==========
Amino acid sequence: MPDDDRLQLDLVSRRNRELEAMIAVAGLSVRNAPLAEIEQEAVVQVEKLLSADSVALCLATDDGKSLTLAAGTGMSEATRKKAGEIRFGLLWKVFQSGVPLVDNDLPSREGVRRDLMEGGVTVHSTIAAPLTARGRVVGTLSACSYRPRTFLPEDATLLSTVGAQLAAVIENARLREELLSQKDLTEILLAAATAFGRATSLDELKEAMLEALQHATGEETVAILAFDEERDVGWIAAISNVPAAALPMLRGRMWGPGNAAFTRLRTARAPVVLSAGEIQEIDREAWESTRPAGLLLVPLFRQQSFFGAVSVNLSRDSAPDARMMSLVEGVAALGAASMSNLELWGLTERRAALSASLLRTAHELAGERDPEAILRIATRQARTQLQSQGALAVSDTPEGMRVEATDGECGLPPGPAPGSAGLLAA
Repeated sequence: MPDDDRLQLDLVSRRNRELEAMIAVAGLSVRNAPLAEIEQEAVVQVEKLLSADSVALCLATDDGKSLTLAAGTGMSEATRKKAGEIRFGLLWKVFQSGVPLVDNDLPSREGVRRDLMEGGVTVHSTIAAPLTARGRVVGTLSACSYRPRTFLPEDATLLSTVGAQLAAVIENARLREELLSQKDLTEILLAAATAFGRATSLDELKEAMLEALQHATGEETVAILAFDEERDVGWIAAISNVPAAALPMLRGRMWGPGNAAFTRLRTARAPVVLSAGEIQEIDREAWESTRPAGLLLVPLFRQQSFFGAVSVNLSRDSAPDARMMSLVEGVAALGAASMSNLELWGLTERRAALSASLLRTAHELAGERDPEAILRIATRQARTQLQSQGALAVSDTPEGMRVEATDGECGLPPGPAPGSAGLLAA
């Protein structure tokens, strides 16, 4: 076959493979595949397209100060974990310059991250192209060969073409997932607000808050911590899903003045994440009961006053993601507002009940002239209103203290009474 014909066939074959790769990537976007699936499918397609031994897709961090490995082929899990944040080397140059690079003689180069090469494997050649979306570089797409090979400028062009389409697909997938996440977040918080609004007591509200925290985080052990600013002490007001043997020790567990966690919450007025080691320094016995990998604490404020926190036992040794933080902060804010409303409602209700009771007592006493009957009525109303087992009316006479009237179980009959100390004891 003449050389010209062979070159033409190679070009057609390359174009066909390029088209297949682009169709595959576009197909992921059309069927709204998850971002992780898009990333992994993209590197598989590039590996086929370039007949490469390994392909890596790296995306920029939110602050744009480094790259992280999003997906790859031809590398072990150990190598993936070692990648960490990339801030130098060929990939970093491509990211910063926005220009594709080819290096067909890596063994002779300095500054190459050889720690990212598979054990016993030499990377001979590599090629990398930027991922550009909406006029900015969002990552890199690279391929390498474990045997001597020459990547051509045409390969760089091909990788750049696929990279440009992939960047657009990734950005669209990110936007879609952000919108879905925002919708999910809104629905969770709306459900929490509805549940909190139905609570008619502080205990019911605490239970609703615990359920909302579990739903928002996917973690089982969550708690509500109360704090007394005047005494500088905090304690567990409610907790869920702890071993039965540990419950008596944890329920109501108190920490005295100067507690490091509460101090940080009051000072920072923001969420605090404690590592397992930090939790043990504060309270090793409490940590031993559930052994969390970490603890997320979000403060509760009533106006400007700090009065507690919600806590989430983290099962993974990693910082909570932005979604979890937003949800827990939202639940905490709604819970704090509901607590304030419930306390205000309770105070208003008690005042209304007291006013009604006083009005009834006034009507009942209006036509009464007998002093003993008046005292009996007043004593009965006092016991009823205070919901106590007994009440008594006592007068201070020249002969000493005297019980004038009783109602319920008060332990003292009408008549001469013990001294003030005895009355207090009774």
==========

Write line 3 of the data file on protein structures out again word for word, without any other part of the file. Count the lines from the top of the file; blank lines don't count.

């Protein structure tokens, strides 16, 4: 076959493979595949397209100060974990310059991250192209060969073409997932607000808050911590899903003045994440009961006053993601507002009940002239209103203290009474 014909066939074959790769990537976007699936499918397609031994897709961090490995082929899990944040080397140059690079003689180069090469494997050649979306570089797409090979400028062009389409697909997938996440977040918080609004007591509200925290985080052990600013002490007001043997020790567990966690919450007025080691320094016995990998604490404020926190036992040794933080902060804010409303409602209700009771007592006493009957009525109303087992009316006479009237179980009959100390004891 003449050389010209062979070159033409190679070009057609390359174009066909390029088209297949682009169709595959576009197909992921059309069927709204998850971002992780898009990333992994993209590197598989590039590996086929370039007949490469390994392909890596790296995306920029939110602050744009480094790259992280999003997906790859031809590398072990150990190598993936070692990648960490990339801030130098060929990939970093491509990211910063926005220009594709080819290096067909890596063994002779300095500054190459050889720690990212598979054990016993030499990377001979590599090629990398930027991922550009909406006029900015969002990552890199690279391929390498474990045997001597020459990547051509045409390969760089091909990788750049696929990279440009992939960047657009990734950005669209990110936007879609952000919108879905925002919708999910809104629905969770709306459900929490509805549940909190139905609570008619502080205990019911605490239970609703615990359920909302579990739903928002996917973690089982969550708690509500109360704090007394005047005494500088905090304690567990409610907790869920702890071993039965540990419950008596944890329920109501108190920490005295100067507690490091509460101090940080009051000072920072923001969420605090404690590592397992930090939790043990504060309270090793409490940590031993559930052994969390970490603890997320979000403060509760009533106006400007700090009065507690919600806590989430983290099962993974990693910082909570932005979604979890937003949800827990939202639940905490709604819970704090509901607590304030419930306390205000309770105070208003008690005042209304007291006013009604006083009005009834006034009507009942209006036509009464007998002093003993008046005292009996007043004593009965006092016991009823205070919901106590007994009440008594006592007068201070020249002969000493005297019980004038009783109602319920008060332990003292009408008549001469013990001294003030005895009355207090009774």